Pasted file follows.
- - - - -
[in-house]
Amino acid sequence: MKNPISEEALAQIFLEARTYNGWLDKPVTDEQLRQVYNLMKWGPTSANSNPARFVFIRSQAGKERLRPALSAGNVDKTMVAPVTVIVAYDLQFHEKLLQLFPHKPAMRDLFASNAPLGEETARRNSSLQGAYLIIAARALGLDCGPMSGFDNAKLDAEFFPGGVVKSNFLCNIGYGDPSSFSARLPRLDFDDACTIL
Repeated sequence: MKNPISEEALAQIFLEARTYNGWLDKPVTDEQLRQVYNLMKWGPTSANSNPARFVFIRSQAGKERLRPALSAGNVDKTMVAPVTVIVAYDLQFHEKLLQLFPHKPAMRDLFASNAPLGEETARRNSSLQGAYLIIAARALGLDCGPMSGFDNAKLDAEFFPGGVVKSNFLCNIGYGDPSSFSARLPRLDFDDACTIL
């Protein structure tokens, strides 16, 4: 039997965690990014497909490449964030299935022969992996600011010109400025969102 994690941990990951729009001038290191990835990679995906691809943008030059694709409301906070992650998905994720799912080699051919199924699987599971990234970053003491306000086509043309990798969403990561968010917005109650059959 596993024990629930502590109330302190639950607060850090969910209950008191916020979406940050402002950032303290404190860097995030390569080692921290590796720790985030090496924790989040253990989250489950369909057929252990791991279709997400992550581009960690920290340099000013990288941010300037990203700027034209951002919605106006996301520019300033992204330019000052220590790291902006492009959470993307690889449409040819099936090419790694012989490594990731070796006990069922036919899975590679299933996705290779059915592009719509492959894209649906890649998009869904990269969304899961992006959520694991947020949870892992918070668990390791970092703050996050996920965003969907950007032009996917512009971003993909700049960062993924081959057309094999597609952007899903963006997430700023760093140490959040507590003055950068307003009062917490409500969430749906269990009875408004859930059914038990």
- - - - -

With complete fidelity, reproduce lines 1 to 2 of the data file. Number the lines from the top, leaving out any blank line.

[in-house]
Amino acid sequence: MKNPISEEALAQIFLEARTYNGWLDKPVTDEQLRQVYNLMKWGPTSANSNPARFVFIRSQAGKERLRPALSAGNVDKTMVAPVTVIVAYDLQFHEKLLQLFPHKPAMRDLFASNAPLGEETARRNSSLQGAYLIIAARALGLDCGPMSGFDNAKLDAEFFPGGVVKSNFLCNIGYGDPSSFSARLPRLDFDDACTIL